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Street Legal 2010 Camaro SS has 1,160 hp, Runs 8s at the Dragstrip

Just Keep It: Instead of Selling His Camaro for a Bigger Family Car, Mark Buckland Bolted Up Some Turbos and Made it Run 8s

Stephen Kim Dec 23, 2015
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Making kids is fun. Making room for kids by selling your performance cars isn’t. Wretched little buggers, aren’t they? Worse yet, it’s often just the beginning of taking a 20-plus-year hiatus from laying patch, sliding sideways, and irresponsibly seeking maximum horsepower. Even so, Mark Buckland didn’t just avoid this fate, he somehow orchestrated an alternate reality filled with boost and over 1,000 rear-wheel horsepower. Before the kids arrived, Mark’s Camaro was bone stock. After the kids showed up, the car ran 8.94 at 159 mph. According to Mark, that makes it one of the fastest full-weight fifth-gen Camaros in existence. So how on earth does something like that happen?


In truth, Mark already had a kid when he bought a ’10 Camaro SS for his wife. He somehow convinced her that it was a perfectly suitable family car, but that twisted logic became even more bogus after they welcomed their second child into the world. Although he immediately decided to unload the Camaro for something more practical, his wife became attached to the car and asked him not to sell it. He listened, and after retiring the Camaro from daily driving duty, it sat in storage for several months.

Keeping such a fast car all cooped up seemed like a huge waste, so Mark came up with a rather dramatic solution by bolting on a pair of Garrett 70mm turbos. “I’ve had supercharged cars before, including a blown ’03 Mustang Cobra Outlaw 10.5 race car that runs 7.11 at 204 mph. For the street, however, supercharged cars don’t perform nearly as well as turbo cars because it takes a long time for the boost to kick in,” Mark opines. The Race Proven Motorsports kit features custom collectors that bolt to Kooks 1.875-inch shorty headers, positioning the turbos near the transmission case. Unfortunately, the turbos aren’t visible from beneath the hood, but the good news is they make some big-time power. There was so much untapped potential, in fact, that Mark knew the stock LS3 small-block wouldn’t last long once he turned up the wick.


Consequently, he decided that a pre-emptive rebuild was the best course of action. He turned to Livernois Motorsports, who spec’d out a 427ci combination based on a Chevrolet Performance LSX iron block. It has been fitted with a Callies forged 4.000-inch crankshaft, Eagle steel rods, and Diamond 9.1:1 forged aluminum pistons. Channeling the pressurized air molecules into the short-block are ported GM LS7 cylinder heads and a FAST LSXR intake manifold. Furthermore, a Lunati 211/230-degree duration at 0.050-inch lift hydraulic roller camshaft controls the valve events, while an Aeromotive pump and regulator provide the fuel supply. With C16 fuel in the tank, RPM tuned the stock PCM to 1,160 horsepower and 1,090 lb-ft of torque on the chassis dyno. Since that kind of power will twist up the factory independent rear suspension in no time, the Camaro’s driveline has been fortified with a 9-inch case, centersection, and axles from The Driveshaft Shop.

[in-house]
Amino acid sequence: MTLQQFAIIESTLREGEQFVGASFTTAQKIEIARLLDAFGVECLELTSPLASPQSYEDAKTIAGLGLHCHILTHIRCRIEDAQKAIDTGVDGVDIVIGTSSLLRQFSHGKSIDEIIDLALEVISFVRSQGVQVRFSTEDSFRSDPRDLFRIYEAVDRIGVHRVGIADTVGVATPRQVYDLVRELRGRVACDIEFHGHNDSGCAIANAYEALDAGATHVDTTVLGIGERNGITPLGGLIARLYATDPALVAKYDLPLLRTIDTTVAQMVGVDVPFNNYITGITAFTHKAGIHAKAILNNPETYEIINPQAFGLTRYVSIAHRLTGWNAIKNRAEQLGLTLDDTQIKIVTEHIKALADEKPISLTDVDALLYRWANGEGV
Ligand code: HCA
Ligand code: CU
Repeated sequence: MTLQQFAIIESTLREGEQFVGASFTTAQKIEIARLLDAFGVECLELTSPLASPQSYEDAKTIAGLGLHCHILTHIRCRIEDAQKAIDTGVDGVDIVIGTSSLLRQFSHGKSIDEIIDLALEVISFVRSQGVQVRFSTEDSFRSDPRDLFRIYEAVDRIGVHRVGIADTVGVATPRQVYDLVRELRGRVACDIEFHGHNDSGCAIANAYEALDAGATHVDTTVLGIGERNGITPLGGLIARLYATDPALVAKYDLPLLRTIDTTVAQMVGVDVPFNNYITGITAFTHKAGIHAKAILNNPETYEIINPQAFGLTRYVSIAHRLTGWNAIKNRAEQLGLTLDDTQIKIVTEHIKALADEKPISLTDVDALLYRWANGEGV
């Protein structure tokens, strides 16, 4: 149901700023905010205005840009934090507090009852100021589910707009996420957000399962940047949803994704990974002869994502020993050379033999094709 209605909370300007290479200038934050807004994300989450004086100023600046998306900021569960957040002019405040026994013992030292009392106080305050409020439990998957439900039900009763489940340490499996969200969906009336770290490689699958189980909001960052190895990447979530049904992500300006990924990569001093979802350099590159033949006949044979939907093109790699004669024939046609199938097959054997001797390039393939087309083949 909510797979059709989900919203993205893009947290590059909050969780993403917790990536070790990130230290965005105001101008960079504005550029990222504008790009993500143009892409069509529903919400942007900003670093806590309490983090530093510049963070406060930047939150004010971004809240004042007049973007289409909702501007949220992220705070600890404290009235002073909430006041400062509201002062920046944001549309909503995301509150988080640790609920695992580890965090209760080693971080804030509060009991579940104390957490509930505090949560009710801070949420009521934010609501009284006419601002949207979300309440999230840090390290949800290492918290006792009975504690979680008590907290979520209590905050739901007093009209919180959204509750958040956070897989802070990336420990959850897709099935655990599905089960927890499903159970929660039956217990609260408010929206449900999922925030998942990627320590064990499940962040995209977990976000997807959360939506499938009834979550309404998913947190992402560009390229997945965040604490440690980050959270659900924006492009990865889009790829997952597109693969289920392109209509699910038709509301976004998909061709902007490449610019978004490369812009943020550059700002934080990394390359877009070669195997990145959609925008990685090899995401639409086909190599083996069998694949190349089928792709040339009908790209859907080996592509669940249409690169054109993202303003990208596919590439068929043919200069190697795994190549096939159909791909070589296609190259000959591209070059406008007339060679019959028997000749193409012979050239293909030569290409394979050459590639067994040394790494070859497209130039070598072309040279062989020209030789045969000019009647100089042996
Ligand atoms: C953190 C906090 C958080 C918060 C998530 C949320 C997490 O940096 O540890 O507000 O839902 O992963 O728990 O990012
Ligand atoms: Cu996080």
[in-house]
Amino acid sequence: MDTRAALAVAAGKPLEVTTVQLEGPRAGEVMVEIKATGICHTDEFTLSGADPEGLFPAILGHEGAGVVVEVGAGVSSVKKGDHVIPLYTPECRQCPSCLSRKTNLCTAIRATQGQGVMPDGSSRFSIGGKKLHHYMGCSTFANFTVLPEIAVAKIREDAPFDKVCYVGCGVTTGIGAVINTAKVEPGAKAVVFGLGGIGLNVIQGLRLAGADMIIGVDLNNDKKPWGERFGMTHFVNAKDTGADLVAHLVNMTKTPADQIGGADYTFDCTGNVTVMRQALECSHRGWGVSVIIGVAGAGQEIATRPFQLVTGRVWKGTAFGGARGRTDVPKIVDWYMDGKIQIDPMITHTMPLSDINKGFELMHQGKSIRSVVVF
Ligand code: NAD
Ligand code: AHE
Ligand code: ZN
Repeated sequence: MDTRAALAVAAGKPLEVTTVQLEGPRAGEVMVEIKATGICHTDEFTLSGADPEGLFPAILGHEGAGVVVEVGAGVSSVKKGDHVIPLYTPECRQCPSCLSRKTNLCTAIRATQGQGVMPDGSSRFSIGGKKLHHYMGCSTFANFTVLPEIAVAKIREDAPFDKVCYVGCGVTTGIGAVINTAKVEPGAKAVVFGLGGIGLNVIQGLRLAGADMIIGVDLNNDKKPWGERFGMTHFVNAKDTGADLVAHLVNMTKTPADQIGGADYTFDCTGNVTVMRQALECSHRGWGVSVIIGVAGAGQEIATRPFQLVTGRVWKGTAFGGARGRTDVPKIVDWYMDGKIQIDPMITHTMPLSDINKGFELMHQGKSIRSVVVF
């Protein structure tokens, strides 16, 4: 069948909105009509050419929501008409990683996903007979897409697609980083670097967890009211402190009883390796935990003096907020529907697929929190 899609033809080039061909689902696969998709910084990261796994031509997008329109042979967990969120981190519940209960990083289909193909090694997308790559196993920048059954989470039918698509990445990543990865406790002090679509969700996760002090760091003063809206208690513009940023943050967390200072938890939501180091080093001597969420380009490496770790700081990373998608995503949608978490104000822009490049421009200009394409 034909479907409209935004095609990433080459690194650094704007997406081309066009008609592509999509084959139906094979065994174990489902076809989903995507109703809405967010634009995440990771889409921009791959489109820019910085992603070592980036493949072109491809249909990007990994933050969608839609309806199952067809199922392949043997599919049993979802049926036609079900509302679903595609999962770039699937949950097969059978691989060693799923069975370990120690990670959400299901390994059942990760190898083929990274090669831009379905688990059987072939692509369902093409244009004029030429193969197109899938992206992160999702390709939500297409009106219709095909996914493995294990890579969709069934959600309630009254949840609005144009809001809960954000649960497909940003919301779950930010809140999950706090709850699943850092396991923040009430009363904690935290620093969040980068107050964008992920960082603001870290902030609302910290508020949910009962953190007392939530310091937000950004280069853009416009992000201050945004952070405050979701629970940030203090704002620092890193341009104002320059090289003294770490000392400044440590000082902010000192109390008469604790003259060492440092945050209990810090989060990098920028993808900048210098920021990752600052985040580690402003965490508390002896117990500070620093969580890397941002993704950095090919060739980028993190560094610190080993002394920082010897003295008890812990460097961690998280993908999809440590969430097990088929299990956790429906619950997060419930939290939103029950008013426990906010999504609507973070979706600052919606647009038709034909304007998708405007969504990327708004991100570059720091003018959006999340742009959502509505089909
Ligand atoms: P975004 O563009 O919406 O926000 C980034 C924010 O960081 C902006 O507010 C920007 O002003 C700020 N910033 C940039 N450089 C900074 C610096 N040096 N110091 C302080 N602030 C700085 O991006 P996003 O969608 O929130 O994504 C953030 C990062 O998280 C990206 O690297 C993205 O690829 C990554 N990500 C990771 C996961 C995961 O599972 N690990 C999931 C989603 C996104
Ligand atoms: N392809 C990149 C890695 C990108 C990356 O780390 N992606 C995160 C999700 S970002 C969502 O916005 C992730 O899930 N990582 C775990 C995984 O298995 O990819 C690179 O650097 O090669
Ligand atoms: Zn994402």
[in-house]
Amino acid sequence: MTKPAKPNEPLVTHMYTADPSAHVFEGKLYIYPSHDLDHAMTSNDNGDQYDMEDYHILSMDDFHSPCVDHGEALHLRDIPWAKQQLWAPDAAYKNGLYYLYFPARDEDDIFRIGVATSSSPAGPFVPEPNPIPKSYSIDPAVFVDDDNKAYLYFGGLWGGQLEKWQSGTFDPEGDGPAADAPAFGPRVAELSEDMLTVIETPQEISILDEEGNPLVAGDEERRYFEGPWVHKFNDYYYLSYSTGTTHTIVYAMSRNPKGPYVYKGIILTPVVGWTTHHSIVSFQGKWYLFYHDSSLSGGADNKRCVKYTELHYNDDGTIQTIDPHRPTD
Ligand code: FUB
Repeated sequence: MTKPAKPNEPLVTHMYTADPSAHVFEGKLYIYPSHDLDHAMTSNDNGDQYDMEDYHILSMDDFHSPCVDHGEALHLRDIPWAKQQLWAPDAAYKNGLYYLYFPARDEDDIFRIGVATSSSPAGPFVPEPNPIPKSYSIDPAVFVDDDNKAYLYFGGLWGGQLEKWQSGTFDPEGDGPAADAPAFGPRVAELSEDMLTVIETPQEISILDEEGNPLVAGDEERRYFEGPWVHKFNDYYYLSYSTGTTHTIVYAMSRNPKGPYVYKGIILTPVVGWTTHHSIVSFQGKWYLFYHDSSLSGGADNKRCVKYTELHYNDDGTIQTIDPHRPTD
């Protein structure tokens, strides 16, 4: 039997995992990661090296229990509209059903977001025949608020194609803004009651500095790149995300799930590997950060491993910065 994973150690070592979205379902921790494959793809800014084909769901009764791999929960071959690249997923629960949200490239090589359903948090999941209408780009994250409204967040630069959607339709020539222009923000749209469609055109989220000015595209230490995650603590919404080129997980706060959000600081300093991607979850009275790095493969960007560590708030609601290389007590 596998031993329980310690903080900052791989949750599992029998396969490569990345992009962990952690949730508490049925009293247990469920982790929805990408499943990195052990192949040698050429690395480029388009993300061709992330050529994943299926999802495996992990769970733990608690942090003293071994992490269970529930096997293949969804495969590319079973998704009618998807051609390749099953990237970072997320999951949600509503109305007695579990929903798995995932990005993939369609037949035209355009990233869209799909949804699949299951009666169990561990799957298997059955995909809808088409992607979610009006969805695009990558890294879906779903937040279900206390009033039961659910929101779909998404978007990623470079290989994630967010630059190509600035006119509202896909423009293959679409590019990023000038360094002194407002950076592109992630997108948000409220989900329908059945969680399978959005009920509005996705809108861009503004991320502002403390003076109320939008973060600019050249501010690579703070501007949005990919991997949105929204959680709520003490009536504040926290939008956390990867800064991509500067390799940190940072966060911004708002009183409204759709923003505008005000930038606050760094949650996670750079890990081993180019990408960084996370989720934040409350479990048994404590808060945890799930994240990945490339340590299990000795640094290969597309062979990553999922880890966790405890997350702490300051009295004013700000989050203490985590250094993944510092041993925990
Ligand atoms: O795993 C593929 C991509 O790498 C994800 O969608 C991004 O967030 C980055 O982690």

Granted that fifth-gen Camaros are often criticized for their hefty weight, but they actually hook quite well at the dragstrip. As such, preparing the suspension for track duty in Mark’s car was relatively simple. He installed Pfadt coilovers at each corner, along with a Pfadt rear sway bar. The front sway bar has been removed, but otherwise the suspension is stock. The final link in planting quadruple-digit horsepower are Hoosier 28x10x16 drag radials that wrap around CCW wheels. As simple as the chassis setup may be, it’s yielded very impressive 1.29-second 60-foot times at the track.


During the Camaro’s maiden track voyage, it mustered a 9.86-second pass, but traction was hard to come by no thanks to the 6L80E transmission’s incredibly short gearing. To correct the situation, RPM swapped in a TH400 automatic and a 3,400-stall Circle D torque converter. This immediately improved launch consistency and netted 9.40s the next time out. “The TH400 made the car so much easier to launch. With a bit more tuning, we had the car running 9.11-second passes on a regular test-and-tune night,” Mark recalls. “Eventually, we got that down to an 8.94 at 159 mph. The only other fifth-gen Camaros out there that run faster times are either all-out race cars or street cars that have been stripped down. My car has no weight reduction mods at all, and weighs 4,150 pounds with the driver. Everything except the engine, trans, and rearend are stock. Even though it’s fast, I built it to be a radical street car, not a race car. I want to run faster, but I’m not going to strip the car down to get there.”

Instead, Mark plans on turning up the boost. “Right now, the motor is only at 20 psi, but the turbos can go up to 25 psi. That should put the car in the 8.50- to 8.70-second range, but I want to eventually run low-8s,” says Mark. Considering how many car guys are forced to dump their hot rods for more practical family transportation, the story of Mark’s Camaro gives all the dads out there some hope. Just make sure to get a cool wife first.




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